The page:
After the closing bell on Tuesday, Moody's increased its rating on Ford's (F) debt to Baa3, giving the Dearborn, Michigan automaker investment grade status for the first time since 2005. Moody's is the second ratings agency to boost Ford's credit rating, following Fitch back in April. As a result, Ford can now reclaim much of the assets it put up as collateral back in 2006.
When CEO Alan Mulally took over the top job at Ford, he mortgaged much of the useful assets to give the company enough capital to try to revamp its operations. It came at a time that allowed Ford to avoid going bankrupt and accepting government funds. Now, with the second ratings agency (the third being Standard and Poors) giving its stamp of approval of investment grade debt, Ford is able to retrieve much of those assets it used as collateral. Some of the assets that the Company put up include the blue oval, and the Mustang and F-150 brand names.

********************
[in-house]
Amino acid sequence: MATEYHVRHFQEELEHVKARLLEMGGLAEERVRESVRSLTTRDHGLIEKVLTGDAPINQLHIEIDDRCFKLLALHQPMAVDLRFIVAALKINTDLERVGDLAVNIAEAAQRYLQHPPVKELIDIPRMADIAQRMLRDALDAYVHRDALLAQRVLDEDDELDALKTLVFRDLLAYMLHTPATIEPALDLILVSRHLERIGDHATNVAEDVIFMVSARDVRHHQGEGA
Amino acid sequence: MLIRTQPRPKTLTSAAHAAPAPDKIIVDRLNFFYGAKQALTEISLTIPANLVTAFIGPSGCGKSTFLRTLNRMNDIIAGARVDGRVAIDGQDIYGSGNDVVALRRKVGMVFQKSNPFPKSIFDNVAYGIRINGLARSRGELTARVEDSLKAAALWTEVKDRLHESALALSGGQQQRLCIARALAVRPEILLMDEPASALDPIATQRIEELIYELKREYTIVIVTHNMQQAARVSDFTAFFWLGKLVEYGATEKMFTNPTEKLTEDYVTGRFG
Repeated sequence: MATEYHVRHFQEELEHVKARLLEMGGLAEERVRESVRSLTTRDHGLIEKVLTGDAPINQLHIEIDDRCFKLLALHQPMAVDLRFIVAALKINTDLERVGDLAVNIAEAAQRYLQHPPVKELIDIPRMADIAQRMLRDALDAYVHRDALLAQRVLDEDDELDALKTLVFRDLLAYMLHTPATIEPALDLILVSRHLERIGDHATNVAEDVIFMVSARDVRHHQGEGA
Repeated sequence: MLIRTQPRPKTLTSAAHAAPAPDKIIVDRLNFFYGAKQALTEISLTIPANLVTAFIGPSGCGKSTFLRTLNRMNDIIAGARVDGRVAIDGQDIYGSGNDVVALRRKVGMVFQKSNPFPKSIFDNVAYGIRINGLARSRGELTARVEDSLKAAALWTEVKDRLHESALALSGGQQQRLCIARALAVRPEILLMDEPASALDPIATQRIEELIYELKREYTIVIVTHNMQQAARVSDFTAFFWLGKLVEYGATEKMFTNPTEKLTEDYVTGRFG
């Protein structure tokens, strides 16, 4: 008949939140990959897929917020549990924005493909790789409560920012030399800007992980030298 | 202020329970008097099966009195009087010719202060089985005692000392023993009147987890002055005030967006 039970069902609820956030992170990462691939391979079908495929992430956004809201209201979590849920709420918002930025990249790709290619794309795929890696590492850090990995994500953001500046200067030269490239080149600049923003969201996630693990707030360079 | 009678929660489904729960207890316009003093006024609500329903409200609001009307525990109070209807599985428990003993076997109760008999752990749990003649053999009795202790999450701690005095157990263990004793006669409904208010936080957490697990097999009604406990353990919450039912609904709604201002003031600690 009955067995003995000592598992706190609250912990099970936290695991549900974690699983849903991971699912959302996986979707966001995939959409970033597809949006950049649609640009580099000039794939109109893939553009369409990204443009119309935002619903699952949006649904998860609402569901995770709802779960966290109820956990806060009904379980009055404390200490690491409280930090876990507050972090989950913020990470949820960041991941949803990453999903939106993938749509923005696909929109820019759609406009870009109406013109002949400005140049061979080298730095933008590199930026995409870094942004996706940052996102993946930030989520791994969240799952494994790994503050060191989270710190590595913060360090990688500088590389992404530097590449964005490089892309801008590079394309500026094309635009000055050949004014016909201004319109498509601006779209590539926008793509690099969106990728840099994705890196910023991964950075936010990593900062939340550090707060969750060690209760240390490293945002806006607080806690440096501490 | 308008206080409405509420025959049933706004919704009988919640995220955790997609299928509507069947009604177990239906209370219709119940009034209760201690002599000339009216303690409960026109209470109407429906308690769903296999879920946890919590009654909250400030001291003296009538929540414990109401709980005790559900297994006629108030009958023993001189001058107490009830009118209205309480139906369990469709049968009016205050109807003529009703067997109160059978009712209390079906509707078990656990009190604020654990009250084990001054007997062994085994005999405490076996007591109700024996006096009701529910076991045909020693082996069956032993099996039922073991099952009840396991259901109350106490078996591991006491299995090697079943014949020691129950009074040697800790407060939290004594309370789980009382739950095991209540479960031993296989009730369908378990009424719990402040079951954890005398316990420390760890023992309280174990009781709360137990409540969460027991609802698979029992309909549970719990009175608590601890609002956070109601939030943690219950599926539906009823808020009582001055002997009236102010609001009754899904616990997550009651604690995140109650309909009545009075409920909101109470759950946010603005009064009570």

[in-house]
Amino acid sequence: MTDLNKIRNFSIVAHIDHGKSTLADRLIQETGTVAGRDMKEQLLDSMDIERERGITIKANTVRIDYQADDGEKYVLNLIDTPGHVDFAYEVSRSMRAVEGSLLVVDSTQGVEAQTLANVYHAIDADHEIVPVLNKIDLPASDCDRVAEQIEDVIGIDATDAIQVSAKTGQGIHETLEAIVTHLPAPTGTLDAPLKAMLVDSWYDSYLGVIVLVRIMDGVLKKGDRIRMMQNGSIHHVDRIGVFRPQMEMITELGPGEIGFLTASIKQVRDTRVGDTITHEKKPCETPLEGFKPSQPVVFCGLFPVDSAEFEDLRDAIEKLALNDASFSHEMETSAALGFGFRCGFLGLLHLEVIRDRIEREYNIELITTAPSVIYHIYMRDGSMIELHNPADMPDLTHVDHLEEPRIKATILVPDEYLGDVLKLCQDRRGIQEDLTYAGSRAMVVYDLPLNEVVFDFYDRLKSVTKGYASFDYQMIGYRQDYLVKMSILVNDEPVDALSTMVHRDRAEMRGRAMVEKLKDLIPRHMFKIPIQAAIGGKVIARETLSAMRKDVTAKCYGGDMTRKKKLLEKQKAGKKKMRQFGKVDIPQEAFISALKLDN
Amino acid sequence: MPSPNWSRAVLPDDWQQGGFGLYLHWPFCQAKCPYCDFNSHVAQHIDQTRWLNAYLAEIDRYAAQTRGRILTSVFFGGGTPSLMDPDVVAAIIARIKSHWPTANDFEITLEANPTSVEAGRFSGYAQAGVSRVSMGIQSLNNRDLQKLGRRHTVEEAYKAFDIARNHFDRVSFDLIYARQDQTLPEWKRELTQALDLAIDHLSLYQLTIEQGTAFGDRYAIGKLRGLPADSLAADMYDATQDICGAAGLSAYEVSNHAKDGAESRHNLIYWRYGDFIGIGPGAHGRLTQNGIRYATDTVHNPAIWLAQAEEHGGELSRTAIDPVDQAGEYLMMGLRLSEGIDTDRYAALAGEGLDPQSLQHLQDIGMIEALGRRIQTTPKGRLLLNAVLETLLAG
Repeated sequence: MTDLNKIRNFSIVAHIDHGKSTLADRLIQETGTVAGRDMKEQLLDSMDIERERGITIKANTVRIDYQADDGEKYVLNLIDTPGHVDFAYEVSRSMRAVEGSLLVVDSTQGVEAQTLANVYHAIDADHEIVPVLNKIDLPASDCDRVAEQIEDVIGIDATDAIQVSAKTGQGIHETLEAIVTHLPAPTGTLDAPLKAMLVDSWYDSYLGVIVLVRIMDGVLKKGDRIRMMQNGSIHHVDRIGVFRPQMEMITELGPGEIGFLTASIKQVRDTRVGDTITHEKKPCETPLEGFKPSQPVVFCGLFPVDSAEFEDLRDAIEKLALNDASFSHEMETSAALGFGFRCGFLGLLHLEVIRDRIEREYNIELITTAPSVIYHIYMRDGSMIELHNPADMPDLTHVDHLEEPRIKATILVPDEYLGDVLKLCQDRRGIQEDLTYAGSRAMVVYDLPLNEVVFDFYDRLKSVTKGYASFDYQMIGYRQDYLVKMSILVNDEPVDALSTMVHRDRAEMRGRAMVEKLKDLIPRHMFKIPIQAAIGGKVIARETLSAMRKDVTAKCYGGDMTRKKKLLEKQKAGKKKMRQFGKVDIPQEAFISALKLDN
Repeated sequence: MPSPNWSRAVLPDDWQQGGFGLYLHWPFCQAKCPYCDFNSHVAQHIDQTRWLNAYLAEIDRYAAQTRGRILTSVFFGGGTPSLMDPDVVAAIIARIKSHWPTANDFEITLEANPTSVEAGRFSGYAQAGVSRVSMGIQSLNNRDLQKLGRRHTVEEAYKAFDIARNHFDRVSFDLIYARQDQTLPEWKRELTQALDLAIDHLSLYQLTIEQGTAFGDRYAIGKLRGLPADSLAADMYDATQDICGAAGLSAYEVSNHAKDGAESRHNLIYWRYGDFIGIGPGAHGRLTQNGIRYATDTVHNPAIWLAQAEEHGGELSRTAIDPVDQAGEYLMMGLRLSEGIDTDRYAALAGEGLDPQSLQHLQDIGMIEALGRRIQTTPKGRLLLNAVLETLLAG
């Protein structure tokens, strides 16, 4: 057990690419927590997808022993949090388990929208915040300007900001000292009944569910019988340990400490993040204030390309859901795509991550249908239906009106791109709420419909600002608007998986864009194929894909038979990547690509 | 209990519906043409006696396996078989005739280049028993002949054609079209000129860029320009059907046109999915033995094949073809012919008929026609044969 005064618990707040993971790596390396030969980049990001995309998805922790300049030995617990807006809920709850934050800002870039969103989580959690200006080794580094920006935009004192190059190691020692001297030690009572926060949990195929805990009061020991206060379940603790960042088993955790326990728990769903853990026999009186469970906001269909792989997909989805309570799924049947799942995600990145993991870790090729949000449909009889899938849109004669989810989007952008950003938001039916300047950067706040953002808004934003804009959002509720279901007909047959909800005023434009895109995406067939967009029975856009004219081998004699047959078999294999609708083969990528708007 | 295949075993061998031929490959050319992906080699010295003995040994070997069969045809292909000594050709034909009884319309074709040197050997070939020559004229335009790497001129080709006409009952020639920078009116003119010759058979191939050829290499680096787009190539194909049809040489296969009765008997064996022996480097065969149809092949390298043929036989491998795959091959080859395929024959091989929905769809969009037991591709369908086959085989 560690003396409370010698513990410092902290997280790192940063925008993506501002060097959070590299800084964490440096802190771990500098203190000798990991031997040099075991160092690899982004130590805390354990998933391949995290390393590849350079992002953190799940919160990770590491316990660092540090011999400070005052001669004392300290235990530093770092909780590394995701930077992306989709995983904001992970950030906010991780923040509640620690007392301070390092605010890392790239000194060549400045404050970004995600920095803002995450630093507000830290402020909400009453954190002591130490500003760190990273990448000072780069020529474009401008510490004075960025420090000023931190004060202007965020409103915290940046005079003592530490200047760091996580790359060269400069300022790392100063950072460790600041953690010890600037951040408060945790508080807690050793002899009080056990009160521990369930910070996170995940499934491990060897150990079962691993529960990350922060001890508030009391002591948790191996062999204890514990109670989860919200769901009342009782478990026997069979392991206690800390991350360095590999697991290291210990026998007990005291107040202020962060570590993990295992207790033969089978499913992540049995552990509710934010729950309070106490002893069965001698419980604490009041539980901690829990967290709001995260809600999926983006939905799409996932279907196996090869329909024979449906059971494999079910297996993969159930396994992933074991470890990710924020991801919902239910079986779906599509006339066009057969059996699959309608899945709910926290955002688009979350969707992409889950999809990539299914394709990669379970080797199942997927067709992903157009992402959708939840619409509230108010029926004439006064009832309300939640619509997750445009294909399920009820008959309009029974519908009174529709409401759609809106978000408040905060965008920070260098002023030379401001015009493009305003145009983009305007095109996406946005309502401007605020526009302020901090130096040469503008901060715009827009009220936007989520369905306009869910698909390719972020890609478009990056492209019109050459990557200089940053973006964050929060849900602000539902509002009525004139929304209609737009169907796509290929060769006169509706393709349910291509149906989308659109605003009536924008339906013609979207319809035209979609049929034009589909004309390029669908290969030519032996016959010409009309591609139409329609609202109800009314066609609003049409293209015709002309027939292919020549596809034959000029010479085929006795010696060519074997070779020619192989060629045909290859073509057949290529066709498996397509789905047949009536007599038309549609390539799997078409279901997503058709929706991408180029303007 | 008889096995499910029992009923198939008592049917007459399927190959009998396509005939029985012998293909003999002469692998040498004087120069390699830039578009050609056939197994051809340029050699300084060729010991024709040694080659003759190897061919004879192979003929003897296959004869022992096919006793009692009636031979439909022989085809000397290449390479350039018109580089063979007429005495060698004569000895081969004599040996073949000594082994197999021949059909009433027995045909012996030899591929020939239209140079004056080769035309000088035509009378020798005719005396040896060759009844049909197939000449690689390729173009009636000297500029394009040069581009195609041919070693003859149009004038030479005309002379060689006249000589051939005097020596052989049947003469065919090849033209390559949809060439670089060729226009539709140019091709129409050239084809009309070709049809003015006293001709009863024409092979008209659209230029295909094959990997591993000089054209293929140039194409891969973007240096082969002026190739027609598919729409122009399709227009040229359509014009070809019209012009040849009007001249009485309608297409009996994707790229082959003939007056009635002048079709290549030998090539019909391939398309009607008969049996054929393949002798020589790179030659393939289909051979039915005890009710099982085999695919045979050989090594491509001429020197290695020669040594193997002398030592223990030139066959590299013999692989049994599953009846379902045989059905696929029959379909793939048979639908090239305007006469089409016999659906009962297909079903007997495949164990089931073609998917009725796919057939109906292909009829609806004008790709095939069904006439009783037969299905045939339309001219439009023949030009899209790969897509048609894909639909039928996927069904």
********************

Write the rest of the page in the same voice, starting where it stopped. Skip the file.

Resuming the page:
The decision helped Ford avoid bankruptcy, but it prevented it from shedding billions dollars of debt similar to the way General Motors (GM) and Chrysler did. Ford had $16.6 billion in automotive debt still on its balance sheet at the end of the first quarter, but several years of strong profits also gave its auto unit $23 billion in cash, giving it a positive cash position.
"The key factor in our considering an investment-grade rating for Ford was whether or not the company would be able to sustain its strong performance. We concluded that the improvements Ford has made are likely to be lasting," said Bruce Clark, senior vice president with Moody's, in a statement.
Ford's stock is down 30% over the past year despite strong earnings growth and pricing power. The stock has missed the Street's earnings consensus in three of the past four quarters; however, the Company trades with a trailing twelve month PE ratio of 2.15, compared to the industry average of 12.98. Additionally, its forward PE of 6.00 is below the industry average of 10.24. The move to investment grade will also allow the Company to refinance its $16.6 billion of debt at more attractive interest rates. All these are combining to form a compelling investment proposition for Ford.